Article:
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Helping Middle-Income Families Afford College

Guest Contributor


Counselors at public, private and charter high schools have a lot on their plates.

They assist students in finding and getting accepted at a right-fit college, and help parents (especially low-income ones) navigate the Free Application for Federal Student Aid (FAFSA) process to make sure students optimize all of the federal and state aid available to them.

It’s no wonder there’s little time left to help middle-income families figure out how to afford college.

Many families have little or no knowledge of the many income, asset, tax and borrowing strategies they can use to reduce the cost of college. They have no idea how to leverage the financial aid system to their benefit. And we are not talking about knowledge that can help them save a few hundred dollars per year. We are talking about tips that can save them several thousand dollars per year, depending on a family’s circumstances and financial profile.

For middle-income families, that can have a huge impact both on which college a student chooses and whether they and their family are able to get through college without being saddled with debt.

There are countless stories of middle-class families hurting from bad financial advice or lack of any advice at all. Take the case of one family earning $85,000 per year with four kids to send to college. Almost 90 percent of their savings over the last 18 years had been allocated to a small apartment building they owned. Their hard work and sacrifice made it a good investment for them. By the time they filled out the FAFSA, they had over $300,000 of equity in that building.

At a workshop they attended, they were correctly told to list the equity in their apartment building on their FAFSA as a personal investment. This investment, however, raised their Expected Family Contribution (EFC) by over $15,000 which, in turn, required them to take out a Parent PLUS Loan to pay for college.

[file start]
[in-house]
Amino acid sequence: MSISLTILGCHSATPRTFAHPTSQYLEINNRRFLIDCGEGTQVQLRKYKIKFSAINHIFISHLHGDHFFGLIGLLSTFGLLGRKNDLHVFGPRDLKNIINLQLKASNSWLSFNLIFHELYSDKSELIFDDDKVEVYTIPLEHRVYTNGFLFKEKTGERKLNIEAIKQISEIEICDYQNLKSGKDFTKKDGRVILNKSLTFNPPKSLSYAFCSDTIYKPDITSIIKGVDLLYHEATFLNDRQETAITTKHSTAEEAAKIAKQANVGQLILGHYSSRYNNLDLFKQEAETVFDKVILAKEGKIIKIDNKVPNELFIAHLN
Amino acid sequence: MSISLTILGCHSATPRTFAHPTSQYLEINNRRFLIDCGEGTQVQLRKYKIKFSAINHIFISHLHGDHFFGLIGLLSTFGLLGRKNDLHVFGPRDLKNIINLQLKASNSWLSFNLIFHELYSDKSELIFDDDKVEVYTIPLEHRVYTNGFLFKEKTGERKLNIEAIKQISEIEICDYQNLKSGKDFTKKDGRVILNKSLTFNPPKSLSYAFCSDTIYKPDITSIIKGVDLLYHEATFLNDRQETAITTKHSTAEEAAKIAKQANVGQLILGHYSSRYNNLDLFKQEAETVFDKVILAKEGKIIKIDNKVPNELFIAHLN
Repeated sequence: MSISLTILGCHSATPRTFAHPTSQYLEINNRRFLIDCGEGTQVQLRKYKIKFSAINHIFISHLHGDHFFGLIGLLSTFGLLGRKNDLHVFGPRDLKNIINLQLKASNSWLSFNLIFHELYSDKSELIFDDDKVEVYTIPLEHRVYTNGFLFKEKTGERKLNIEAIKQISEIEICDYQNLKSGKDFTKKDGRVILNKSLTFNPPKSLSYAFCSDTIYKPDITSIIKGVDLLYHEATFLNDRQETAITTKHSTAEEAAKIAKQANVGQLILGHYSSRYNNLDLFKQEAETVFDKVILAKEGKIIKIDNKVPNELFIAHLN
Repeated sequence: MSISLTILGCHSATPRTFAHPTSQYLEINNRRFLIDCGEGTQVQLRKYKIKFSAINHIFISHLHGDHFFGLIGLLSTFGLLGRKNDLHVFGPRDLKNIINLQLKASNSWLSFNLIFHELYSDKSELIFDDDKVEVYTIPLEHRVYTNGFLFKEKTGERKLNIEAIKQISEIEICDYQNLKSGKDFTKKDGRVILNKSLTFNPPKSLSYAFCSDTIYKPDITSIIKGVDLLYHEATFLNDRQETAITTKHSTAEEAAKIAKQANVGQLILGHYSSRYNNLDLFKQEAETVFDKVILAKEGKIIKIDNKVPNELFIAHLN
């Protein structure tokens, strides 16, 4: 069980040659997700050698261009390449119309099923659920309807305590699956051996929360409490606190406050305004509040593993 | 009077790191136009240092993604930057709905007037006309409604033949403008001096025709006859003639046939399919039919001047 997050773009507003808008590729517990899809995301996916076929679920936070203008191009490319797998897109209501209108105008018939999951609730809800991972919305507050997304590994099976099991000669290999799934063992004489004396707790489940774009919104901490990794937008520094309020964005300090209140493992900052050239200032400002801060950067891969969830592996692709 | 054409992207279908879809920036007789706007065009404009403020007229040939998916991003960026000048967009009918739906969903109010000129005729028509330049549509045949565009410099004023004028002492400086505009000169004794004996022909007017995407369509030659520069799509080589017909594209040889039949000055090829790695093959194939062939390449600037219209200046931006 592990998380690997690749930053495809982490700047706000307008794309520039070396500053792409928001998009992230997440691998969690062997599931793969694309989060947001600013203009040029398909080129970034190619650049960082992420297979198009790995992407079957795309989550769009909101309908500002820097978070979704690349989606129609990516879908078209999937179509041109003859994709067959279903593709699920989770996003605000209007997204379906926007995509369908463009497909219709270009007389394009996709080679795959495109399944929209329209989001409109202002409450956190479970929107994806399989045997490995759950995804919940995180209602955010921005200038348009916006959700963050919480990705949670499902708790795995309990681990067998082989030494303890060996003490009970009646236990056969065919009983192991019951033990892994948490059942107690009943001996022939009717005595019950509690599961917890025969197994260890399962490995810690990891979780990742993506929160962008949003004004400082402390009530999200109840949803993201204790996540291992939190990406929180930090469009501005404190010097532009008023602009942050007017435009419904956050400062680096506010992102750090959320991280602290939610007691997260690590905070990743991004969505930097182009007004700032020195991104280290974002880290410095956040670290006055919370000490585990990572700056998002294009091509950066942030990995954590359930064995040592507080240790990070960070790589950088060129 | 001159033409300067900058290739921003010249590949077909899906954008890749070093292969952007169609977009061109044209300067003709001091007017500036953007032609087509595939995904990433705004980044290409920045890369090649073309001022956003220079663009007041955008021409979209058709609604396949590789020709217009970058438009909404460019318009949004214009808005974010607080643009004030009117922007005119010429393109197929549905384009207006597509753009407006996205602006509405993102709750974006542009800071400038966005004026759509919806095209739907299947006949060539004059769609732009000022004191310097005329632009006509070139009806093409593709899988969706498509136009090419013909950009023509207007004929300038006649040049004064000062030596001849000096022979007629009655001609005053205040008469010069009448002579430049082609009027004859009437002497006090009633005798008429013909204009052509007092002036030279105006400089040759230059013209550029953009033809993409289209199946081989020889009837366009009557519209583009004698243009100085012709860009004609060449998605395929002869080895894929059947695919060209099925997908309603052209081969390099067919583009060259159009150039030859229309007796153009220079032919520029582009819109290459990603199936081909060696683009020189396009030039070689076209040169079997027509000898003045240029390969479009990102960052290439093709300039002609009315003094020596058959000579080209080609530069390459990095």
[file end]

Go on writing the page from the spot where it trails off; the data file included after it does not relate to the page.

What really cost this family is that they had to report this asset every year for all four kids. That likely added over a quarter of a million dollars to the cost of educating their children. What’s so frustrating about this example is that no one told the family at the FAFSA workshop they attended one key point — that they could have taken legal steps to convert that personal asset into a business asset with no requirement to list it on the FAFSA.

There are dozens of other examples that can cause the cost of college to skyrocket. The simple mistake of having college savings in the student’s name instead of the parents’ name, for example, can mean thousands of dollars in additional costs.

Roots of the Problem

Many high schools and colleges consider academics and finances to be two separate spheres, when in fact they are closely linked.

In “Why Admissions and Financial-Aid Professionals Should Work Together,” Chris George, then assistant vice chancellor for enrollment and director of financial aid at the University of Denver, argued that admissions and financial aid should not be separate and isolated parts of the application and admissions decision, with the offices having little knowledge of what was going on with the other side.

Instead, he encouraged his peers on both sides of the divide to educate themselves in the interest of doing a better job for their college families. George now serves as dean of admissions and financial aid at St. Olaf College in Minnesota.

For high schools, bridging the academic-financial divide could mean adding financial aid education in curriculums for those who will be helping families pay for college, or seeking partnerships with individuals and organizations that  can fill this important knowledge gap.

Battling Misinformation

Ignorance about federal loan strategies is common. Many people don't know the basics. Try asking parents or academic counselors about the Parent PLUS Loan, for example. Most know only that it carries a high interest rate and therefore they should avoid it. Few are aware of the steps they can take to ease the burden of sizable Parent PLUS Loan balances.